Ericsson unleashes LTE over the Wi-Fi airwaves

Carriers are constantly on the hunt for more 4G spectrum, but the airwaves they need may be right under their noses. Mobile network builder Ericsson has developed a new technology that allows carriers to add Wi-Fi spectrum to their LTE networks, boosting overall capacity and the raw speeds available to our smartphones, tablets and mobile hotspots.

The technology is called License Assisted Access (LAA) and it’s been worked on by wireless networking companies across the mobile industry, but at CES on Monday [company]Ericsson[/company] said it has a version of its small cell in the pipeline that takes advantage of LAA. A small cell is basically a big tower-mounted cell in miniature, and they’re used to surgically insert more capacity the network. By adding LAA to small cells, carriers would be able to amp up data speeds to their customers in the most high-demand places, particularly indoors where most mobile data is consumed.

Small cells would add surgical capacity to the most high demand areas of the network (source: Gigaom / Rani Molla)

Small cells would add surgical capacity to the most high demand areas of the network (source: Gigaom / Rani Molla)

LAA makes use of another LTE technology we’ve been hearing more and more about overseas and at home: carrier aggregation, which bonds together LTE transmissions from different bands. Instead of gluing together two traditional LTE networks over licensed spectrum, LAA tops off the network with any 5GHz unlicensed frequencies that aren’t being used at any given moment.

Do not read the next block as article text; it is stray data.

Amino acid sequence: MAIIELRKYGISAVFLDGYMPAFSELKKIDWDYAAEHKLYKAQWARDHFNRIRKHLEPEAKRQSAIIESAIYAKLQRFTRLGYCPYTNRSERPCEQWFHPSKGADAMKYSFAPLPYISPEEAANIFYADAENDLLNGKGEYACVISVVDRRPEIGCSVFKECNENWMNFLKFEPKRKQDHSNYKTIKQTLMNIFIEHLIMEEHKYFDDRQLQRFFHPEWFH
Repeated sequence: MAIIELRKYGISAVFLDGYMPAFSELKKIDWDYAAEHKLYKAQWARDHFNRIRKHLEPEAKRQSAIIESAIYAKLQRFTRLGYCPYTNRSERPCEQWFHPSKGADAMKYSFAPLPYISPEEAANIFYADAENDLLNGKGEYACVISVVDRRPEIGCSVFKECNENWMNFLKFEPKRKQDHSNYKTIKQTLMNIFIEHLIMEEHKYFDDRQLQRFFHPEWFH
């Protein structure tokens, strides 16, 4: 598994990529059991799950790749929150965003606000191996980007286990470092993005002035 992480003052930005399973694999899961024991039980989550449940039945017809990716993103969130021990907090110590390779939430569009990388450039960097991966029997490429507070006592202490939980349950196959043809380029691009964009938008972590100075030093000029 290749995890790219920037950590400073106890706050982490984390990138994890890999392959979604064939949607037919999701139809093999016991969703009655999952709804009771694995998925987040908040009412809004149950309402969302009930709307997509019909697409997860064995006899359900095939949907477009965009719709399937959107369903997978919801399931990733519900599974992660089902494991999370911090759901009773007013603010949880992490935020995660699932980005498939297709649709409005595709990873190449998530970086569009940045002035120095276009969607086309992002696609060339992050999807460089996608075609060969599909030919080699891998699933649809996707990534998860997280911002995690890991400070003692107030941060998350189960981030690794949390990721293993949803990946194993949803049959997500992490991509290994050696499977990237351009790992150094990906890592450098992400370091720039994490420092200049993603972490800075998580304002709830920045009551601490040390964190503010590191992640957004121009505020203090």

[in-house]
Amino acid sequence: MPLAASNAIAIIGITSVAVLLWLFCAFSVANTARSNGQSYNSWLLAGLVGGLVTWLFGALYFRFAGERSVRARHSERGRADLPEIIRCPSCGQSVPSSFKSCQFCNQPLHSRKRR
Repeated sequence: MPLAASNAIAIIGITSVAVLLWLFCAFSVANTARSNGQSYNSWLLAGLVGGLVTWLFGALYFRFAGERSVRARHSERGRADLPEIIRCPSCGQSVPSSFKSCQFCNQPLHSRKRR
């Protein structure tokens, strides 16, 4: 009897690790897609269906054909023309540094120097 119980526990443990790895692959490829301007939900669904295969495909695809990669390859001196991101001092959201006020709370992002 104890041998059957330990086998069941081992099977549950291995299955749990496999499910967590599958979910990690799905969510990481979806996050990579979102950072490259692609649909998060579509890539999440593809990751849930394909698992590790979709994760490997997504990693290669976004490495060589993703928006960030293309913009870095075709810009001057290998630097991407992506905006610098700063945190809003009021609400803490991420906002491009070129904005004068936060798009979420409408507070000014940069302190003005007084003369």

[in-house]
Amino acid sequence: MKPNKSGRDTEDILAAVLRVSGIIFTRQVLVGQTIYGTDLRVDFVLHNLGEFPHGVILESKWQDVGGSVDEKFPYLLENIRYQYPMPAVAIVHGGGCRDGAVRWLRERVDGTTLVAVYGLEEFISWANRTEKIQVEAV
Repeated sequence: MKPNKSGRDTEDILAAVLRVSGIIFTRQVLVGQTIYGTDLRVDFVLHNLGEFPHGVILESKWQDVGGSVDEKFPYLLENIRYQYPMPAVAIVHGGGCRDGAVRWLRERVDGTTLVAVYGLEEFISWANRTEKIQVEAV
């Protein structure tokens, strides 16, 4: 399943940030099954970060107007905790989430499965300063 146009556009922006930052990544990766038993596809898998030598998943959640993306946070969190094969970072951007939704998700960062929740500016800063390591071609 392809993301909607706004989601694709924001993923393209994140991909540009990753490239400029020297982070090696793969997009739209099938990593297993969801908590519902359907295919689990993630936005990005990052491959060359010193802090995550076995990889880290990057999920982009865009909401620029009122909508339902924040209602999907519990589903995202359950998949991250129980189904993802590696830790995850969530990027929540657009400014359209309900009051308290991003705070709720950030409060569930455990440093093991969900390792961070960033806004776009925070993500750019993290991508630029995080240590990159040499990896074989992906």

Basically, LAA will make LTE function under the same principles as Wi-Fi today: Any network can use the airwaves — they just have to coordinate to avoid interfering for one another. That means an LAA small cell will constantly be scanning the unlicensed airwaves looking for free channels. When it finds one it sets up its 4G connection.

Of course, anyone who has ever been in a crowded Wi-Fi environment – for instance, a big tech show like CES – knows that those airwaves can quickly become overcrowded. That’s the inherent limitation of LAA, Ericsson’s head of LTE mobile broadband Eric Parsons explained: since carriers don’t have exclusive access to the unlicensed airwaves they’re never guaranteed any set level of bandwidth.

But Parsons pointed out that an LAA network would never be crippled the same way a Wi-Fi network would because it still has access to the carrier’s underlying LTE network on licensed airwaves.

Let’s use [company]T-Mobile[/company] as an example. Its regular LTE network in Dallas used 20 MHz of its own Advanced Wireless Service spectrum for downlink communications, supporting a theoretical speed of 150 Mbps. That baseline capacity would always be available to T-Mobile’s customers, but with LAA the small cell could add another 20 MHz of unlicensed frequencies to that downlink. Depending on how crowded those airwaves are with Wi-Fi at the moment that additional speed might be as little as few megabits per second, but it could be as great as 150 Mbps, effectively doubling the network’s capacity to 300 Mbps, Parsons said. The network will always serve its licensed airwaves up as a main course, but any additional capacity it gets from LAA will be gravy.

Mobilize 2012 Neville Ray T-Mobile

Neville Ray, CTO, T-Mobile, speaking at Gigaom’s Mobilize conference (c) 2012 Pinar Ozger [email protected]

T-Mobile isn’t just a convenient example, it’s also an active backer of the technology. In a blog post today, T-Mobile CTO Neville Ray said he plans to use LAA in his network designs once the technology matures. When that happens will be hard to say though. While Ericsson said its LAA small cell will be available for commercial network rollouts this year, the mobile industry still has to release mobile phones and devices that can tap these new LTE frequencies.

But once LAA comes, Ray pointed out, mobile carriers would have a powerful new toy to build raw speed into their networks. Look at it this way: They typical LTE network today uses 40 MHz of spectrum. The unlicensed bands have 550 MHz of usable frequencies.